‘Back To School’ Program Inspires A New Generation Of Minority Physicians

SPRINGFIELD – The American Medical Association (AMA) kicked off its 2005 ‘Doctors Back to School’ program recently at Lincoln Elementary School to inspire children to pursue careers in medicine. The program is part of an ongoing effort by the AMA’s Minority Affairs Consortium (MAC) to increase the number of underrepresented minority physicians in medical schools. 

Claudia Martorell M.D. talked to fourth, fifth and sixth graders about her decision to pursue medicine and her experiences as a physician. Martorell is an AMA member and infectious disease specialist practicing in West Springfield.

“I hope to serve as a realistic role model for students and encourage them to work hard in school,” said Martorell, noting that the student body of Lincoln Elementary School is primarily minority students. “It is important to visit schools that serve our minority communities to let students know that if they want to become physicians, they have the ability to do just that.”

“We want to encourage all children to pursue careers in medicine,” said Kevin McKinney, M.D., governing committee chair of MAC. “But, we must work extra hard to reach African-American, Hispanic-American and American Indian children because these populations are so underrepresented in medicine.”

Together the three groups make up nearly a quarter of the U.S. population today and are expected to make up a third of the population within 30 years. But only 7{06cf2b9696b159f874511d23dbc893eb1ac83014175ed30550cfff22781411e5} of physicians and 6{06cf2b9696b159f874511d23dbc893eb1ac83014175ed30550cfff22781411e5} of medical school faculty members are from one of these underrepresented minorities.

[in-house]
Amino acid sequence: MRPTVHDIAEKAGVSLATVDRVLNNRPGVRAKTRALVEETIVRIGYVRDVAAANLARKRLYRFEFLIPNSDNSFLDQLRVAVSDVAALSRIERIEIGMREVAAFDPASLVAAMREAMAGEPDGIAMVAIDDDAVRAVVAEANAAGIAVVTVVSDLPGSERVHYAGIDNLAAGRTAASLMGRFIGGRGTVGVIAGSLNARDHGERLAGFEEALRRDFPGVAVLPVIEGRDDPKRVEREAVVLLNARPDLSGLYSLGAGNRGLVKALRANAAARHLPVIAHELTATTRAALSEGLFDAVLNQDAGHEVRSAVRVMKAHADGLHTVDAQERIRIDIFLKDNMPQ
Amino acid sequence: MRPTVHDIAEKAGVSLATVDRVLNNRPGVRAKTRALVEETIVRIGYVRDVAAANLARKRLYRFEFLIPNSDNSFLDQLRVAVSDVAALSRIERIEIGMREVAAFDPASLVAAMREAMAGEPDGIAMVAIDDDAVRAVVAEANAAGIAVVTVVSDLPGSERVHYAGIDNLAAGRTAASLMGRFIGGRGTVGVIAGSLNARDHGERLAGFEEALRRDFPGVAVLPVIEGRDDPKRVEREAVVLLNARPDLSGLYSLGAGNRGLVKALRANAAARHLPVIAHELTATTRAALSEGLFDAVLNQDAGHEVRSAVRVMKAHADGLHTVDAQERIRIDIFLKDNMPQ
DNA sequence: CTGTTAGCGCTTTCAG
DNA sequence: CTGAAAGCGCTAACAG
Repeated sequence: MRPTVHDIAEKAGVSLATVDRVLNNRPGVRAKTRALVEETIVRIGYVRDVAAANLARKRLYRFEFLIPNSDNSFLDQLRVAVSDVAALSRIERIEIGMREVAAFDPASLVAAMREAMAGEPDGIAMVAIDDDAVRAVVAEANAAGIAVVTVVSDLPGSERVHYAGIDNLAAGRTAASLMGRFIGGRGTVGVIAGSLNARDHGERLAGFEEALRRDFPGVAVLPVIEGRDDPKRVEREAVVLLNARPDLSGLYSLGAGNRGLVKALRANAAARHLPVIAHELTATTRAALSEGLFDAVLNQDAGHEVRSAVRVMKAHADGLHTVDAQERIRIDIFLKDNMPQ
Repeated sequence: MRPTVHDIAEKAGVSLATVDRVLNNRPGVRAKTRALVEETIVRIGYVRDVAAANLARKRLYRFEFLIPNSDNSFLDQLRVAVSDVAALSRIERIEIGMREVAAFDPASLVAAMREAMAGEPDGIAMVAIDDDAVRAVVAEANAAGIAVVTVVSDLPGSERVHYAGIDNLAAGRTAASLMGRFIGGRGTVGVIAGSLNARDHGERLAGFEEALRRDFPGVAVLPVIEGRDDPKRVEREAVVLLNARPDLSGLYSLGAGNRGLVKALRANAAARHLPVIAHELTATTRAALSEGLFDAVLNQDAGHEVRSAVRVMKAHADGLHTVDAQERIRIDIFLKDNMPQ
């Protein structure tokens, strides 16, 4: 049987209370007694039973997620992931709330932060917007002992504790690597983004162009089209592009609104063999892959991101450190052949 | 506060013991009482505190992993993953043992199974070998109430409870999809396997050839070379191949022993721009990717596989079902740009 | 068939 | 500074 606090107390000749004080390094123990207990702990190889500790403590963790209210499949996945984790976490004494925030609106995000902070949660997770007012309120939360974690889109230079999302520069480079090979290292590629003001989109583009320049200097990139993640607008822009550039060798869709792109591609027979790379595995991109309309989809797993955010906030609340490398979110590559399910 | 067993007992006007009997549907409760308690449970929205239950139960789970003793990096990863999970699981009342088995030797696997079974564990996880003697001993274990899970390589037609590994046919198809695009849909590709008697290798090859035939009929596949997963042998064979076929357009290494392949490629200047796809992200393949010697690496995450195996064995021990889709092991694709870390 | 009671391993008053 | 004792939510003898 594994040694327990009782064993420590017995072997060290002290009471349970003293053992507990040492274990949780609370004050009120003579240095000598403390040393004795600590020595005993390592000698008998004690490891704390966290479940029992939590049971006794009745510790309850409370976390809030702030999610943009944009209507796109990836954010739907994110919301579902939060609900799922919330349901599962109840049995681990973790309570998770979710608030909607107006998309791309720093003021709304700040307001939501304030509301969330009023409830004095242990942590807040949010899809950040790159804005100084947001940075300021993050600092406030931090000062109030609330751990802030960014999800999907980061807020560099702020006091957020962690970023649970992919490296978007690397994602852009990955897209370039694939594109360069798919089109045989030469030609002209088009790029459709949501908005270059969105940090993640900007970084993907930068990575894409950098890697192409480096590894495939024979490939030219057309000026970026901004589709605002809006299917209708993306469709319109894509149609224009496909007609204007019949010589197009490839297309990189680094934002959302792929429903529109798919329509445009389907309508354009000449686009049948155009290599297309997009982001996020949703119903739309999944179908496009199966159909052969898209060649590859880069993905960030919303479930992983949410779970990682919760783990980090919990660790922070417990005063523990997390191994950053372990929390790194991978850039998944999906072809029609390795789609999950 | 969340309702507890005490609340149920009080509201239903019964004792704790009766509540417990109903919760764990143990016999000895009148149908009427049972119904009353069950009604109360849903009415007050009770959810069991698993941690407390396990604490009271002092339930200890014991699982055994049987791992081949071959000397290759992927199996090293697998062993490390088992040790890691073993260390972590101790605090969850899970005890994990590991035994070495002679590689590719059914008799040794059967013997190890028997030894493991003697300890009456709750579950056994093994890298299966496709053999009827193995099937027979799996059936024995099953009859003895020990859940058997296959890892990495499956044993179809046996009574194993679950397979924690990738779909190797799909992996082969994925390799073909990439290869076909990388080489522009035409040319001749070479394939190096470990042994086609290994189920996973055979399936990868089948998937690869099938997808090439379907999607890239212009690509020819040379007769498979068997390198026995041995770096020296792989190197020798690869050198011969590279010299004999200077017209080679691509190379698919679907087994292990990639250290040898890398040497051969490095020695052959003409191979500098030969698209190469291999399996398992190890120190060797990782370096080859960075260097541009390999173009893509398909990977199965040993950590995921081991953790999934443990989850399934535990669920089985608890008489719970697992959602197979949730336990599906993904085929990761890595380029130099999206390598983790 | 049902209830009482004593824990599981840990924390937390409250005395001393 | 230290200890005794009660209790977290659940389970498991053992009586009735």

Despite overall improvements in Americans’ health, minority Americans lag behind on nearly every health indicator, including health care coverage, life expectancy and disease rates. Studies indicate that minority physicians are more likely than white physicians to practice in underserved areas. They are also more likely to care for minority, poor, underinsured and uninsured people.

“Our country is becoming more diverse every day, and our profession needs to catch up if we want to provide the best possible care for our patients,” said McKinney. “Our ‘Doctors Back to School’ campaign is just one small step toward that goal. By calling attention to this growing need and sowing the seeds of interest in our young people, we hope we can grow the ranks of minority physicians.”